The New Weird discussion

193 views
Let's read a book

Comments Showing 1-34 of 34 (34 new)    post a comment »
dateDown arrow    newest »

message 1: by Steven (new)

Steven | 91 comments Mod
Three people is enough to get started.

What book should we read?




message 2: by Nate (new)

Nate I'd say we should get back to the roots. How's Lovecraft sound?


message 3: by Steven (new)

Steven | 91 comments Mod
Josh, the other member here, is actually well-read when it comes to Lovecraft. Josh, suggestions? Or if you had something particular in mind,Nate, feel free to suggest some stories.


message 4: by Josh (new)

Josh Sonnier | 22 comments I seem to recall a book of his I read...years ago...shrouded by both time and you guessed it, the remnants of some unspeakable horror.

My first suggestion is not At the Mountains of Madness. I just reread it (to celebrate the onset of winter) and would rather something different.


message 5: by Steven (new)

Steven | 91 comments Mod
Okay, we'll stay out of the arctic for the time being.

How about:

Call of Cthulhu

or

Shadow over Innsmouth?

I vote for "Call of Cthulhu". I haven't even read it. For shame!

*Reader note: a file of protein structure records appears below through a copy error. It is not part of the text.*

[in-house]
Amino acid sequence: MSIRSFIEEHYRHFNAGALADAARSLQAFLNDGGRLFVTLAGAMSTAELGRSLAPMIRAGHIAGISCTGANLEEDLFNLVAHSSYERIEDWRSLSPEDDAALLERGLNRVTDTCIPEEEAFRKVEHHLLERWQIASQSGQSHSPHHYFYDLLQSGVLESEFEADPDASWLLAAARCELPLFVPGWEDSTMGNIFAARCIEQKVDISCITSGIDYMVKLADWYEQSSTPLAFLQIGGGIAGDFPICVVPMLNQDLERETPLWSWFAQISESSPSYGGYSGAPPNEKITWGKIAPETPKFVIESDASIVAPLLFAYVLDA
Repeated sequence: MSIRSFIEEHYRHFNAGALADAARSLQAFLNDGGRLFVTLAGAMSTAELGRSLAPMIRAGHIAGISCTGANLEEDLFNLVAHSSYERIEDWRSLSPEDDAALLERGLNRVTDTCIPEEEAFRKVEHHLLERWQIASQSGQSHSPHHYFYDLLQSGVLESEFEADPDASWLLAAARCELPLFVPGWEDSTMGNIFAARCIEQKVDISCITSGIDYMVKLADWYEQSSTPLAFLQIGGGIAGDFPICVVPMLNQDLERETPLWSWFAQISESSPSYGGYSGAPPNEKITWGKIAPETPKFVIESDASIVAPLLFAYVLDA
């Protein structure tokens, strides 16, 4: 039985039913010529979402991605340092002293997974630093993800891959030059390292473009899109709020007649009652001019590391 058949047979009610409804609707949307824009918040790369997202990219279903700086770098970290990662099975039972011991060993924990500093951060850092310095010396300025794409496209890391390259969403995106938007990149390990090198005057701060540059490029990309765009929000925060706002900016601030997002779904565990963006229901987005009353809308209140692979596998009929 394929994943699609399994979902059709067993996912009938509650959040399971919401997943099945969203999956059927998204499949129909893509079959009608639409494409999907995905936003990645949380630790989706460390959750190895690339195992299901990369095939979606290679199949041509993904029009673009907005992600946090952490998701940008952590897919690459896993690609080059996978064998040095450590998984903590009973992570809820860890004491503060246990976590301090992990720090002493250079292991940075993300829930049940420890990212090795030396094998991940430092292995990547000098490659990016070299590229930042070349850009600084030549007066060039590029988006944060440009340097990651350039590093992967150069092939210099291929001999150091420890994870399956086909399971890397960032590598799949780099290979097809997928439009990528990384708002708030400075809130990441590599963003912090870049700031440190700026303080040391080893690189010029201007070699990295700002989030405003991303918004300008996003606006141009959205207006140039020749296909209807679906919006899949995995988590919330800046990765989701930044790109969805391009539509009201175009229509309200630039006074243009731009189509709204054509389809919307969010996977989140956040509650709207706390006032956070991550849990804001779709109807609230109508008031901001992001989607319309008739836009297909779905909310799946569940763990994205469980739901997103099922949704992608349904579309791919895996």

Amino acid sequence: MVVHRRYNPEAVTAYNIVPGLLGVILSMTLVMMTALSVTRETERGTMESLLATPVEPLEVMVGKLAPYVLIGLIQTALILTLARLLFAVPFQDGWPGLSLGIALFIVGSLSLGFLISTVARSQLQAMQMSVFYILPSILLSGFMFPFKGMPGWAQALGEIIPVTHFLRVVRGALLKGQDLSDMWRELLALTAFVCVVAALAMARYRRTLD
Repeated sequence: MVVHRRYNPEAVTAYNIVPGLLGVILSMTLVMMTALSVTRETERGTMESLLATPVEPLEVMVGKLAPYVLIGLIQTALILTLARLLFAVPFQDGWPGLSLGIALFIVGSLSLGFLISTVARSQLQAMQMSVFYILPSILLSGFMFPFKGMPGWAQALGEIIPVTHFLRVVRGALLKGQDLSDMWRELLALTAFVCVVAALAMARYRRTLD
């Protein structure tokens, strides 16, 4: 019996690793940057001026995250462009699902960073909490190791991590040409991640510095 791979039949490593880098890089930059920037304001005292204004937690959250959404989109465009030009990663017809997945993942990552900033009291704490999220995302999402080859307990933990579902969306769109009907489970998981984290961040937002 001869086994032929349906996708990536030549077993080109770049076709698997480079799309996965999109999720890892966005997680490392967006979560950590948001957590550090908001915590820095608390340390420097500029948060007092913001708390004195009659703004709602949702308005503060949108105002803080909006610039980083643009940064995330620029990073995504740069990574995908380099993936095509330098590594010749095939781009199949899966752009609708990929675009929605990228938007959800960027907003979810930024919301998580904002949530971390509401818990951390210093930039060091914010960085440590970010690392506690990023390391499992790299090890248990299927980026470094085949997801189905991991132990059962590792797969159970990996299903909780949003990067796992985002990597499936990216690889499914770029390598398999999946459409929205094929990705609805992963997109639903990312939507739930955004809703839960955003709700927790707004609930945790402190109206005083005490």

message 6: by Sneakers (new)

Sneakers | 3 comments Could someone let me know what book we are reading so I can get it? Merci.


message 7: by Steven (new)

Steven | 91 comments Mod
Let's do Call of Cthulhu. It's free online if folks can't buy or don't want to buy the text.




message 8: by Josh (new)

Josh Sonnier | 22 comments Agreed. Call of Cthulhu. If we dare.


message 9: by Jonathan (new)

Jonathan | 18 comments I just read Call of Cthulhu, as per the group suggestion. There wasn't as much "I can't describe it, or you'll go mad" as I expected. The overall mood was creepier than any dread the narrator imparts at knowing he might be the next victim!


message 10: by Steven (new)

Steven | 91 comments Mod
Jonathan wrote: "I just read Call of Cthulhu, as per the group suggestion. There wasn't as much "I can't describe it, or you'll go mad" as I expected. The overall mood was creepier than any dread the narrator impa..."

This is why Call of Cthulhu is one of my favorites by him, not that I mind others. But, in "Call" we actually get to see Cthulhu unleashed in all his horribleness.

By the way, I've been saying Kah-thul-hu, but I now suspect that I have been incorrect, because in my studies of all things arcane I came across this word:

chthon·ic     (thŏn'ĭk)  
adj.   Greek Mythology
Of or relating to the underworld.

Notice the silent CH and no doubt this was where Lovecraft found the word. Probably telling everyone something they already knew, but if you didn't well there you are.


message 11: by Josh (new)

Josh Sonnier | 22 comments I guess we shouldn't be surprised, then, by the name of the university that figures so heavily in the mythos--Miskatonic University.